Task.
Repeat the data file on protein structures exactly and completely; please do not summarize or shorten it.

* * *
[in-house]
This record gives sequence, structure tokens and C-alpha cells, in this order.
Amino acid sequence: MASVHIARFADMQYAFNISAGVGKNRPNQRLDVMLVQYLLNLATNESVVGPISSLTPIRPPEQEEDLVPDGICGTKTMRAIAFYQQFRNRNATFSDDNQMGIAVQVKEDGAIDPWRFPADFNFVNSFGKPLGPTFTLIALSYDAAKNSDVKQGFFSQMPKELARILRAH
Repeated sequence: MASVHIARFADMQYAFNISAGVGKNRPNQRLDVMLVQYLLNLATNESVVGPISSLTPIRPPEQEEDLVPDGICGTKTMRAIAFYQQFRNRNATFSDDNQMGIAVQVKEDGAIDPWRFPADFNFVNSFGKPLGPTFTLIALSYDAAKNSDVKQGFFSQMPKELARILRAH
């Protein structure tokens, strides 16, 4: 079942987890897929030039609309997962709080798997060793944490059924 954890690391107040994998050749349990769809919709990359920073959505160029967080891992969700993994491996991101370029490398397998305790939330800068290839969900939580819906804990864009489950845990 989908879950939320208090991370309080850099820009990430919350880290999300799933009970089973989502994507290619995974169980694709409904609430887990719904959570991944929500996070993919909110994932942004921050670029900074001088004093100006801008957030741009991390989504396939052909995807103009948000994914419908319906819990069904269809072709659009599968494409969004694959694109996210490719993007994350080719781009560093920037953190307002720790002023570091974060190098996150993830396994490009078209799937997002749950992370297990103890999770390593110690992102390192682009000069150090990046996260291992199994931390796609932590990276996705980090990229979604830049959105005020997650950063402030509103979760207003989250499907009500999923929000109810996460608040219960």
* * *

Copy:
[in-house]
This record gives sequence, structure tokens and C-alpha cells, in this order.
Amino acid sequence: MASVHIARFADMQYAFNISAGVGKNRPNQRLDVMLVQYLLNLATNESVVGPISSLTPIRPPEQEEDLVPDGICGTKTMRAIAFYQQFRNRNATFSDDNQMGIAVQVKEDGAIDPWRFPADFNFVNSFGKPLGPTFTLIALSYDAAKNSDVKQGFFSQMPKELARILRAH
Repeated sequence: MASVHIARFADMQYAFNISAGVGKNRPNQRLDVMLVQYLLNLATNESVVGPISSLTPIRPPEQEEDLVPDGICGTKTMRAIAFYQQFRNRNATFSDDNQMGIAVQVKEDGAIDPWRFPADFNFVNSFGKPLGPTFTLIALSYDAAKNSDVKQGFFSQMPKELARILRAH
């Protein structure tokens, strides 16, 4: 079942987890897929030039609309997962709080798997060793944490059924 954890690391107040994998050749349990769809919709990359920073959505160029967080891992969700993994491996991101370029490398397998305790939330800068290839969900939580819906804990864009489950845990 989908879950939320208090991370309080850099820009990430919350880290999300799933009970089973989502994507290619995974169980694709409904609430887990719904959570991944929500996070993919909110994932942004921050670029900074001088004093100006801008957030741009991390989504396939052909995807103009948000994914419908319906819990069904269809072709659009599968494409969004694959694109996210490719993007994350080719781009560093920037953190307002720790002023570091974060190098996150993830396994490009078209799937997002749950992370297990103890999770390593110690992102390192682009000069150090990046996260291992199994931390796609932590990276996705980090990229979604830049959105005020997650950063402030509103979760207003989250499907009500999923929000109810996460608040219960």